Child migration in the US and Spain : towards a global border regime ?
Article [Accepted Manuscript]
Is part ofInternational migration ; vol. 58, no. 6, pp. 29-44.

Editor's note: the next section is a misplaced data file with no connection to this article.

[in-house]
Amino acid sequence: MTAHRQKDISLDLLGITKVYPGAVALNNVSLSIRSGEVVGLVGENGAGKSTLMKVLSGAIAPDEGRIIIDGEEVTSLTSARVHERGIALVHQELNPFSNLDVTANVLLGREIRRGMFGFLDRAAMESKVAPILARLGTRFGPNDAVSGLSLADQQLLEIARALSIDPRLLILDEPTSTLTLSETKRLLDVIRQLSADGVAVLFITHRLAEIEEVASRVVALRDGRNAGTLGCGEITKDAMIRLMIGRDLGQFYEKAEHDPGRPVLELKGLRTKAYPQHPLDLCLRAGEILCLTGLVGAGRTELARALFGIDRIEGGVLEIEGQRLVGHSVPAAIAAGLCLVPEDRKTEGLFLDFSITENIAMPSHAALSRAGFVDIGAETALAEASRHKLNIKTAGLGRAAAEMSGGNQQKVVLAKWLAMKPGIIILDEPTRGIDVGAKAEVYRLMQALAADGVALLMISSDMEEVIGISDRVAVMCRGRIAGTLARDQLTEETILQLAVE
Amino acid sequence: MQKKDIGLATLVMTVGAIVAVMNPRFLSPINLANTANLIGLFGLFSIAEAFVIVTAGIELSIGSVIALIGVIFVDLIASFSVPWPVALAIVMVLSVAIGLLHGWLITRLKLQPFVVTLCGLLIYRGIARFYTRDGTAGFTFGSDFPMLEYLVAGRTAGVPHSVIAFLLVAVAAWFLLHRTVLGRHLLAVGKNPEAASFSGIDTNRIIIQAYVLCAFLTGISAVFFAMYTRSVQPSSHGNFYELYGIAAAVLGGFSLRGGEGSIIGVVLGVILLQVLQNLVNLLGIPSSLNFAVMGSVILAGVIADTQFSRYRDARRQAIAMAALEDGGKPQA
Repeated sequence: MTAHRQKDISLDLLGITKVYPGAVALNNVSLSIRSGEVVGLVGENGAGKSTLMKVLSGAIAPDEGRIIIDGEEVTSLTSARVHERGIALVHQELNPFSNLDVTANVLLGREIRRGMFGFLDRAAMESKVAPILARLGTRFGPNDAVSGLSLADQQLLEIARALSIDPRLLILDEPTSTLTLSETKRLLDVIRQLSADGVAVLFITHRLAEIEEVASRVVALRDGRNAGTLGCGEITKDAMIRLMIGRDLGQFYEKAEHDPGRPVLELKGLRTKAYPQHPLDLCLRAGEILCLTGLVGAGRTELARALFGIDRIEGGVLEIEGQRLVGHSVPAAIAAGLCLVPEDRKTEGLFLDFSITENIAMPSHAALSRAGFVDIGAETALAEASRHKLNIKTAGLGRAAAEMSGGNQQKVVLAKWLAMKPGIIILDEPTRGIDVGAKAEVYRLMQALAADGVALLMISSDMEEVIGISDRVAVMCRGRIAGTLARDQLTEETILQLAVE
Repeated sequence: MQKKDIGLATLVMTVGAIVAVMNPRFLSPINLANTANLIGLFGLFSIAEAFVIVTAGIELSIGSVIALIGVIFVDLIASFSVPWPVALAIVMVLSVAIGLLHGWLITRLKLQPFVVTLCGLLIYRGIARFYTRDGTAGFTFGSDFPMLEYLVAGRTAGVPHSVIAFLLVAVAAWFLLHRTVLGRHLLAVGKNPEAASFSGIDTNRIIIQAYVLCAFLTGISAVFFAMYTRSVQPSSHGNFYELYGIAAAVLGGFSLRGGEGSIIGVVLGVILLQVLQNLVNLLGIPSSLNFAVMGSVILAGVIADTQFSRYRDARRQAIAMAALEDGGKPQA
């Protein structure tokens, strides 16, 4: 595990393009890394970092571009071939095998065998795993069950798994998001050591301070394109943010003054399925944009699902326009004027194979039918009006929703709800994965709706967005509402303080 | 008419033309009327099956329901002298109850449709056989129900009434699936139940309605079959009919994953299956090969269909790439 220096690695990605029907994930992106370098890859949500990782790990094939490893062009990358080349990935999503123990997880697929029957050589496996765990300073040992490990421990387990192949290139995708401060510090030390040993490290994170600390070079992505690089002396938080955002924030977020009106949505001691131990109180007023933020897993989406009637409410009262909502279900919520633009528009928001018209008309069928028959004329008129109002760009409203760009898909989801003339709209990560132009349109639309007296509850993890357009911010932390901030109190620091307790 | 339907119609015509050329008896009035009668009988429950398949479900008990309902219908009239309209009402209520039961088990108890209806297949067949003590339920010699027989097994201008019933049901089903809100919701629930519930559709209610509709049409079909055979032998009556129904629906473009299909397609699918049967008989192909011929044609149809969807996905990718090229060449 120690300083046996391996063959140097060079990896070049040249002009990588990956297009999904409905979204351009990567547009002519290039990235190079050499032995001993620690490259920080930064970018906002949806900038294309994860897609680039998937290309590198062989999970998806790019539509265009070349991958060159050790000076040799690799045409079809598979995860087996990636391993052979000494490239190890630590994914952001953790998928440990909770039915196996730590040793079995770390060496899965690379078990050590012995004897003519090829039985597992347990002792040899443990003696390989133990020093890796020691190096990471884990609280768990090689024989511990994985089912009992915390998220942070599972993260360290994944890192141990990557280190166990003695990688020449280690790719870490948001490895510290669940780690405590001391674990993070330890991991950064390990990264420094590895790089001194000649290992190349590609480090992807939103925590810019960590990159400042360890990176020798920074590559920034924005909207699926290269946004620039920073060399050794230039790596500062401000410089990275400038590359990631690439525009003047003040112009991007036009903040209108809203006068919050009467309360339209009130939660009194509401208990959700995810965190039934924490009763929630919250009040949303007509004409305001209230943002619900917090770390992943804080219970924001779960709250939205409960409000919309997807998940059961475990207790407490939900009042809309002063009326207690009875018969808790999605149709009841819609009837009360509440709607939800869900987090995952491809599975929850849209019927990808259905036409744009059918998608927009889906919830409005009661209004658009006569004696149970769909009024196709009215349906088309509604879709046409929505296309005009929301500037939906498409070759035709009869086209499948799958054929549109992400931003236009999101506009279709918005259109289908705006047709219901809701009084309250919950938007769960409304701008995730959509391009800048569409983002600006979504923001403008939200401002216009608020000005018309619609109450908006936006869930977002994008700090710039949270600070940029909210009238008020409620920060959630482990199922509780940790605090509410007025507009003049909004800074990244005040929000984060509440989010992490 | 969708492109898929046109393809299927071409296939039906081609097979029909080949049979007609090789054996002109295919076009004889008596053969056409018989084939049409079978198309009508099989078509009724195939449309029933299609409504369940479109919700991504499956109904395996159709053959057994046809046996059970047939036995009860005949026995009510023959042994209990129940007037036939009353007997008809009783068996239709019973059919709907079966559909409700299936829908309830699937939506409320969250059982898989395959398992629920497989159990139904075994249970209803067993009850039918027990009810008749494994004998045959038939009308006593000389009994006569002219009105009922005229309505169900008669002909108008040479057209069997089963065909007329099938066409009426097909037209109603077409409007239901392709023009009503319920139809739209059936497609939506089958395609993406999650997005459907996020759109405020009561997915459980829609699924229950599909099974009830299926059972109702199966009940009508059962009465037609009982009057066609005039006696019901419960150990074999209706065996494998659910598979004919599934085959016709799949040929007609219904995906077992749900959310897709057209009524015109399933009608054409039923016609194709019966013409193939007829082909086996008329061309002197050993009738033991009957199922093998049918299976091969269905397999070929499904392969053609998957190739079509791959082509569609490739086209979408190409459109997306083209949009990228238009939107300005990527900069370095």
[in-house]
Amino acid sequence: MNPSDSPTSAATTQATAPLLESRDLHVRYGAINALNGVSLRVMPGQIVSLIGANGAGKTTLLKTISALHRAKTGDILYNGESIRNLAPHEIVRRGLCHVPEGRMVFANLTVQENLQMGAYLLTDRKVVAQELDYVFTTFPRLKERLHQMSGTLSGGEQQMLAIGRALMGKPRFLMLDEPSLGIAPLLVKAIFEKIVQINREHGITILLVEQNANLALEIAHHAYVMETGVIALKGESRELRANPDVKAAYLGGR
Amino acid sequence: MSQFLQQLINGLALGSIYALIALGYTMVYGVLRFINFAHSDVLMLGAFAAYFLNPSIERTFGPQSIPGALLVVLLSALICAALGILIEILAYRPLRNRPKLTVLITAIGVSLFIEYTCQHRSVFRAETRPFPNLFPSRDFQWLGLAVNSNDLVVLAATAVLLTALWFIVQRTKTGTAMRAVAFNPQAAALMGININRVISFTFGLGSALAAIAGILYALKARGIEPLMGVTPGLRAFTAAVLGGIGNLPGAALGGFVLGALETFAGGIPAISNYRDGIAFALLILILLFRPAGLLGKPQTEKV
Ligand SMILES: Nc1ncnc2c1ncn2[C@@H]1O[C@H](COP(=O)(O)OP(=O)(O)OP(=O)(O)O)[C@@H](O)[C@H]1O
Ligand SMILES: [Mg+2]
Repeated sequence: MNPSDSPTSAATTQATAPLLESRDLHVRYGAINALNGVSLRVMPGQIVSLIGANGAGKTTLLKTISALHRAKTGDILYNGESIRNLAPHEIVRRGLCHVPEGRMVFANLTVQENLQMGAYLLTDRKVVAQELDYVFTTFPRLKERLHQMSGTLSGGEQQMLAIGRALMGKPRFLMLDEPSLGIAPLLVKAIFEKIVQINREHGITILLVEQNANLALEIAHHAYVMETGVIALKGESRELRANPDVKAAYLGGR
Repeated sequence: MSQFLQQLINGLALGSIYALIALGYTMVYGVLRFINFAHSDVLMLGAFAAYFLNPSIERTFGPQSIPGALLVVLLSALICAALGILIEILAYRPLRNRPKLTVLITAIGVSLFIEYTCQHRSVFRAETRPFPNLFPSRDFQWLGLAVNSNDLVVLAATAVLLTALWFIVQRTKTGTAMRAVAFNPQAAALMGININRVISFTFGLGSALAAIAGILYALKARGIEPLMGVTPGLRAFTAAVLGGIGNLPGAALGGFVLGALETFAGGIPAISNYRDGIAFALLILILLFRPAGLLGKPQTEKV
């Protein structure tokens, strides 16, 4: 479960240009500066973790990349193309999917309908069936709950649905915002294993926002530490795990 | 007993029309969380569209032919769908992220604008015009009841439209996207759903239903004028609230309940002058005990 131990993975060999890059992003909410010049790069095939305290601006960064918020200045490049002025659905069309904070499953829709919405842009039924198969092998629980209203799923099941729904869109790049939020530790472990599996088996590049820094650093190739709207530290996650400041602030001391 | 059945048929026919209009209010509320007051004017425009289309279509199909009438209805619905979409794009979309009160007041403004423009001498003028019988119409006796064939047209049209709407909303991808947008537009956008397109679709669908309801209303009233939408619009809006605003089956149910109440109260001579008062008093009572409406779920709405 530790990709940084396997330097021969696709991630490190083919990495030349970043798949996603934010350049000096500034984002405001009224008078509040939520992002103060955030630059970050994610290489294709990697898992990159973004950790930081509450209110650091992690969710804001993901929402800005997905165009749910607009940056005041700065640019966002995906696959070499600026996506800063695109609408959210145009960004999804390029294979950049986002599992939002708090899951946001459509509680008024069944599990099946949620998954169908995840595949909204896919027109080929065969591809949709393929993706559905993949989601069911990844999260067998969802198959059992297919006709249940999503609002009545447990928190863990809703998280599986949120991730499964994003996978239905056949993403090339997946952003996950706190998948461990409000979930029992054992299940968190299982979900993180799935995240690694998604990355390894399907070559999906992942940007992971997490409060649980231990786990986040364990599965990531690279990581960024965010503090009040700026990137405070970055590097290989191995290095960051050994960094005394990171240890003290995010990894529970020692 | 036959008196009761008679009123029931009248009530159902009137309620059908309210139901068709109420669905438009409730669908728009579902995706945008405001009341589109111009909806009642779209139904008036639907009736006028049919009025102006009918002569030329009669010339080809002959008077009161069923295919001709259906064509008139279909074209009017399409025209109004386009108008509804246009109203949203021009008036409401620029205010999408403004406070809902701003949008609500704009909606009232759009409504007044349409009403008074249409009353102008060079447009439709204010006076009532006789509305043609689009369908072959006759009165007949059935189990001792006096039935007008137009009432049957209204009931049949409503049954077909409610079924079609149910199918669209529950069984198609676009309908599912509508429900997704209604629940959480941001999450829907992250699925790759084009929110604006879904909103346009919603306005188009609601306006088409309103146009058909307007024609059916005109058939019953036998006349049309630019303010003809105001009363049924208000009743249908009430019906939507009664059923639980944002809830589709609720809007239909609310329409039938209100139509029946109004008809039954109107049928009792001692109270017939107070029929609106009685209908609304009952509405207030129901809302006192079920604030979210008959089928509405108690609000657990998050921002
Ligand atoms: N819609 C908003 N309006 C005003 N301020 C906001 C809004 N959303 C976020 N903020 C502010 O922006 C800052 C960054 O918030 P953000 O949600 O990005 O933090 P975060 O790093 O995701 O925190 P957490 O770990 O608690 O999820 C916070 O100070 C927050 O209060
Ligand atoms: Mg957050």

In The New Politics of Immigration, Professor Catherine Dauvergne proposes that as migration policies converge at the global level the traditional difference between settler societies and former European colonies is becoming irrelevant. To test this argument, this paper addresses the impact of externalization, militarization, detention and deportation on unaccompanied migrant children along the southern Spanish and US borders. I conclude that the combined used of these strategies is designed to keep all unwanted migrants away from the physical border of the state regardless of their background and prevents children from accessing specific protections. Current border policy in these two countries shows the primacy of national security concerns over human rights and supports Dauvergne’s argument that distinctions between former colonies and settler societies are disappearing. The evidence considered here points towards an increasingly restrictive and punitive global border regime, but one with regional variations.